How Ethiopia is turn­ing trash into en­ergy

SO­LU­TION Ad­dis Ababa-based en­tre­pre­neur tack­les garbage prob­lem with power plant

Business Daily (Kenya) - - NEWS INDEPTH - WEF

Africa is the world’s fastest-ur­ban­is­ing con­ti­nent. But while city life has helped lift mil­lions out of poverty, the rapid trans­for­ma­tion has cre­ated a new prob­lem: moun­tains of ur­ban waste. Now an Ethiopian en­tre­pre­neur is tack­ling the cri­sis with Africa’s first waste-toen­ergy plant, which re­duces nox­ious and dan­ger­ous land­fill while pow­er­ing ur­ban homes.

Sa­muel Ale­mayehu, a Stan­ford en­gi­neer, for­mer Sil­i­con Val­ley en­tre­pre­neur and World Eco­nomic Fo­rum Young Global Leader, says the plant will sup­ply 30 per cent of Ad­dis Ababa’s house­hold en­ergy needs and incin­er­ate roughly 80 per cent of its rub­bish. That’s 1,400 tonnes of waste every day. Ale­mayehu over­sees the $120 mil­lion project as a co-founder of Cam­bridge In­dus­tries, which to­gether with its Chinese JV part­ner CNEEC, has joined the Ethiopian gov­ern­ment and a con­sor­tium of in­ter­na­tional com­pa­nies to trans­form the city’s ap­proach to waste.

“We turn one of Africa’s most chal­leng­ing so­cial prob­lems, the man­age­ment of waste, into a source of new wealth,” Cam­bridge In­dus­tries says.

Un­til now, Ad­dis Ababa’s rub­bish was dumped on a vast, ev­er­grow­ing land­fill site that cov­ers an area the size of 36 foot­ball pitches. Leak­ing waste from the site has pol­luted nearby rivers, while the waste it­self pro­duces meth­ane, a pow­er­ful green­house gas. The land­fill is also

very un­sta­ble. In 2017, a land­slide killed 114 peo­ple. It be­came a na­tional tragedy.

At the same time, Ethiopia’s power sup­ply is fail­ing to keep up with break­neck eco­nomic growth of more than 10 per cent every year. The Rep­pie plant, which meets EU emis­sions stan­dards, is de­signed to solve both prob­lems.

The plant burns the cap­i­tal’s rub­bish at a tem­per­a­ture of up to 1,800 de­grees Cel­sius and con­verts it into 185 mil­lion kilo­watt hours of elec­tric­ity per an­num. Rep­pie is part of Ethiopia’s broader plan to boost liv­ing stan­dards while lim­it­ing its emis­sions, a strat­egy it refers to as build­ing a “cli­mate-re­silient green econ­omy”.

This in­cludes a goal to in­vest $2 bil­lion an­nu­ally in ex­pand­ing the coun­try’s re­new­able en­ergy gen­er­a­tion through 2030, dou­ble the cur­rent an­nual spend­ing of $1 bil­lion. The planned fi­nanc­ing will in­clude pri­vate in­vest­ment, cli­mate funds and clean en­ergy sales to neigh­bour­ing coun­tries.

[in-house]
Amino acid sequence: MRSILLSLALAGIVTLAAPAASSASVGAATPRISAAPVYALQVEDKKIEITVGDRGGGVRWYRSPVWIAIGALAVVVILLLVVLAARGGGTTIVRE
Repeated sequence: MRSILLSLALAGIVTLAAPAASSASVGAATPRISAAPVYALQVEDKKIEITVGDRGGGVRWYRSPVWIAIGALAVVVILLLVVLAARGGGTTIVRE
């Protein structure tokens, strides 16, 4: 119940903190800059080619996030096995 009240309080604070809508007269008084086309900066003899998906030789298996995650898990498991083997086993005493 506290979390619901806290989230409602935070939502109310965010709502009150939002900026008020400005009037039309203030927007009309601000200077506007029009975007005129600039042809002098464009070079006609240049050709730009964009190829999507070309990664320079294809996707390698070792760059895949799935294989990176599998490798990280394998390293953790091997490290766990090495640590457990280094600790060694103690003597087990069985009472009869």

Waste in­cin­er­a­tion is al­ready com­mon in Europe, where nearly a quar­ter of waste is burnt. But in Africa, so far the only ways to dis­pose of rub­bish have been to pile it up, bury it or dump it in rivers and la­goons. The sites at­tract ver­min and are ideal breed­ing grounds for mos­qui­tos, con­tribut­ing to the spread of dis­eases from malaria to yellow fever. The new plant burns rub­bish and uses the heat to boil water. The steam then drives two tur­bine gen­er­a­tors. Mod­ern gas treat­ment tech­nol­ogy re­duces the re­lease of tox­ins dur­ing the process.

“We hope that Rep­pie will serve as a model for other coun­tries in the re­gion, and around the world”, says Zerubabel Getachew, Ethiopia’s deputy per­ma­nent rep­re­sen­ta­tive to the United Na­tions in Nairobi.

Ale­mayehu, a World Eco­nomic Fo­rum Young Global Leader, is al­ready work­ing on ex­pand­ing the reach of re­new­ables on the con­ti­nent. He has plans to con­struct sim­i­lar waste-to-en­ergy plants in Uganda, Kenya, Cameroon, Sene­gal and Dji­bouti.

We hope that Rep­pie will serve as a model for other coun­tries in the re­gion,” ZERUBABEL GETACHEW | ETHIOPIA’S DEPUTY PER­MA­NENT REP­RE­SEN­TA­TIVE TO THE UN IN NAIROBI


POLLUTION A garbage col­lec­tor at the Dan­dora dump­site in Nairobi.

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